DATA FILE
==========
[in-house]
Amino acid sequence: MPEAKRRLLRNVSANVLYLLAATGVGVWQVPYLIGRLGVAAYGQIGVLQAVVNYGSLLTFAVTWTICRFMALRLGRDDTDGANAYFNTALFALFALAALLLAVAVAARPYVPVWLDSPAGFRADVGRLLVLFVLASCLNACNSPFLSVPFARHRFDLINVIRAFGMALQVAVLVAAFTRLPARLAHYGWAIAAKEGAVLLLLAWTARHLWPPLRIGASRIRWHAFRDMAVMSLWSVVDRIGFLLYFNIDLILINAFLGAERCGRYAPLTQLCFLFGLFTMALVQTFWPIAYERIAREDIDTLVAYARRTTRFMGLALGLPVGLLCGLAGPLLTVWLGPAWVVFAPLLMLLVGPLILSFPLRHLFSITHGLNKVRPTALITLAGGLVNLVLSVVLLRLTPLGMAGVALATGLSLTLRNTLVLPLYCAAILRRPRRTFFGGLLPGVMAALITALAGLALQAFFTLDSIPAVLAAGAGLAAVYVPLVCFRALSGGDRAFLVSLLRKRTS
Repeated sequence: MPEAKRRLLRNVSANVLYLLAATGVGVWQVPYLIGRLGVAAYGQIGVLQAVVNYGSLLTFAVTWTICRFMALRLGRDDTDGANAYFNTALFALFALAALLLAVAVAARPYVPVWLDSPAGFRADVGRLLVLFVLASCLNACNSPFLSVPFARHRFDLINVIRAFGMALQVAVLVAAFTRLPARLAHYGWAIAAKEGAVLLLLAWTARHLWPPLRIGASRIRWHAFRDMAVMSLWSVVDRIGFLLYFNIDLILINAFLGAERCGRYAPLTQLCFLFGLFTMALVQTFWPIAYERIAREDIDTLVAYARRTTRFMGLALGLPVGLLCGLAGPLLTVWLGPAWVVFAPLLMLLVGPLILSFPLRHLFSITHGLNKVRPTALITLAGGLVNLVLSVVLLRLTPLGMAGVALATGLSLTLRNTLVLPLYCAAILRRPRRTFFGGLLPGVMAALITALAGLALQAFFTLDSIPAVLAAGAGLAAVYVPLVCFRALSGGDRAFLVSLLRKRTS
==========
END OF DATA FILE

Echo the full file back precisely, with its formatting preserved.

[in-house]
Amino acid sequence: MPEAKRRLLRNVSANVLYLLAATGVGVWQVPYLIGRLGVAAYGQIGVLQAVVNYGSLLTFAVTWTICRFMALRLGRDDTDGANAYFNTALFALFALAALLLAVAVAARPYVPVWLDSPAGFRADVGRLLVLFVLASCLNACNSPFLSVPFARHRFDLINVIRAFGMALQVAVLVAAFTRLPARLAHYGWAIAAKEGAVLLLLAWTARHLWPPLRIGASRIRWHAFRDMAVMSLWSVVDRIGFLLYFNIDLILINAFLGAERCGRYAPLTQLCFLFGLFTMALVQTFWPIAYERIAREDIDTLVAYARRTTRFMGLALGLPVGLLCGLAGPLLTVWLGPAWVVFAPLLMLLVGPLILSFPLRHLFSITHGLNKVRPTALITLAGGLVNLVLSVVLLRLTPLGMAGVALATGLSLTLRNTLVLPLYCAAILRRPRRTFFGGLLPGVMAALITALAGLALQAFFTLDSIPAVLAAGAGLAAVYVPLVCFRALSGGDRAFLVSLLRKRTS
Repeated sequence: MPEAKRRLLRNVSANVLYLLAATGVGVWQVPYLIGRLGVAAYGQIGVLQAVVNYGSLLTFAVTWTICRFMALRLGRDDTDGANAYFNTALFALFALAALLLAVAVAARPYVPVWLDSPAGFRADVGRLLVLFVLASCLNACNSPFLSVPFARHRFDLINVIRAFGMALQVAVLVAAFTRLPARLAHYGWAIAAKEGAVLLLLAWTARHLWPPLRIGASRIRWHAFRDMAVMSLWSVVDRIGFLLYFNIDLILINAFLGAERCGRYAPLTQLCFLFGLFTMALVQTFWPIAYERIAREDIDTLVAYARRTTRFMGLALGLPVGLLCGLAGPLLTVWLGPAWVVFAPLLMLLVGPLILSFPLRHLFSITHGLNKVRPTALITLAGGLVNLVLSVVLLRLTPLGMAGVALATGLSLTLRNTLVLPLYCAAILRRPRRTFFGGLLPGVMAALITALAGLALQAFFTLDSIPAVLAAGAGLAAVYVPLVCFRALSGGDRAFLVSLLRKRTS